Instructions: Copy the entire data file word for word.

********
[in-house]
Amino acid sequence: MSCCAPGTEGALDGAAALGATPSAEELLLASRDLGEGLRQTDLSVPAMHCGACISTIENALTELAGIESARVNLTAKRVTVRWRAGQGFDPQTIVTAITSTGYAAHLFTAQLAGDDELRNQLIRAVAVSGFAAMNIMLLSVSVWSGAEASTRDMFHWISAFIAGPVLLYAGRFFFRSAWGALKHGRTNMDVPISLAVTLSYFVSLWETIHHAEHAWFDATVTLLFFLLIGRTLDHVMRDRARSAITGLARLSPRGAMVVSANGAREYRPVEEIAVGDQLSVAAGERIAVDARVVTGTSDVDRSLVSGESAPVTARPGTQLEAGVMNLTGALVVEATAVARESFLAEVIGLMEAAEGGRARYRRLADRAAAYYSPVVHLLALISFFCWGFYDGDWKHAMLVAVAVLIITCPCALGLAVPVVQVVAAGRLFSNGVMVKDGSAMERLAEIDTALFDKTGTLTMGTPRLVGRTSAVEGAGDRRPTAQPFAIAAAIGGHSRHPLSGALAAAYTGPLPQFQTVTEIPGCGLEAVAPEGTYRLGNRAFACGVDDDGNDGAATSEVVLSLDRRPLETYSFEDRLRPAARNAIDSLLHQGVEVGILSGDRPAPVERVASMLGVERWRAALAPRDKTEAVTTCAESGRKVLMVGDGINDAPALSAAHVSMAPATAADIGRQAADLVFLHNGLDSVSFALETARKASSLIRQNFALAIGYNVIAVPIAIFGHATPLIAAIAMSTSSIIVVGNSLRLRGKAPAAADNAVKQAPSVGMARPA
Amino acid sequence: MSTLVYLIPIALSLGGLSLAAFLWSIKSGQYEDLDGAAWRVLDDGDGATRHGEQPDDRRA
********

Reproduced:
[in-house]
Amino acid sequence: MSCCAPGTEGALDGAAALGATPSAEELLLASRDLGEGLRQTDLSVPAMHCGACISTIENALTELAGIESARVNLTAKRVTVRWRAGQGFDPQTIVTAITSTGYAAHLFTAQLAGDDELRNQLIRAVAVSGFAAMNIMLLSVSVWSGAEASTRDMFHWISAFIAGPVLLYAGRFFFRSAWGALKHGRTNMDVPISLAVTLSYFVSLWETIHHAEHAWFDATVTLLFFLLIGRTLDHVMRDRARSAITGLARLSPRGAMVVSANGAREYRPVEEIAVGDQLSVAAGERIAVDARVVTGTSDVDRSLVSGESAPVTARPGTQLEAGVMNLTGALVVEATAVARESFLAEVIGLMEAAEGGRARYRRLADRAAAYYSPVVHLLALISFFCWGFYDGDWKHAMLVAVAVLIITCPCALGLAVPVVQVVAAGRLFSNGVMVKDGSAMERLAEIDTALFDKTGTLTMGTPRLVGRTSAVEGAGDRRPTAQPFAIAAAIGGHSRHPLSGALAAAYTGPLPQFQTVTEIPGCGLEAVAPEGTYRLGNRAFACGVDDDGNDGAATSEVVLSLDRRPLETYSFEDRLRPAARNAIDSLLHQGVEVGILSGDRPAPVERVASMLGVERWRAALAPRDKTEAVTTCAESGRKVLMVGDGINDAPALSAAHVSMAPATAADIGRQAADLVFLHNGLDSVSFALETARKASSLIRQNFALAIGYNVIAVPIAIFGHATPLIAAIAMSTSSIIVVGNSLRLRGKAPAAADNAVKQAPSVGMARPA
Amino acid sequence: MSTLVYLIPIALSLGGLSLAAFLWSIKSGQYEDLDGAAWRVLDDGDGATRHGEQPDDRRA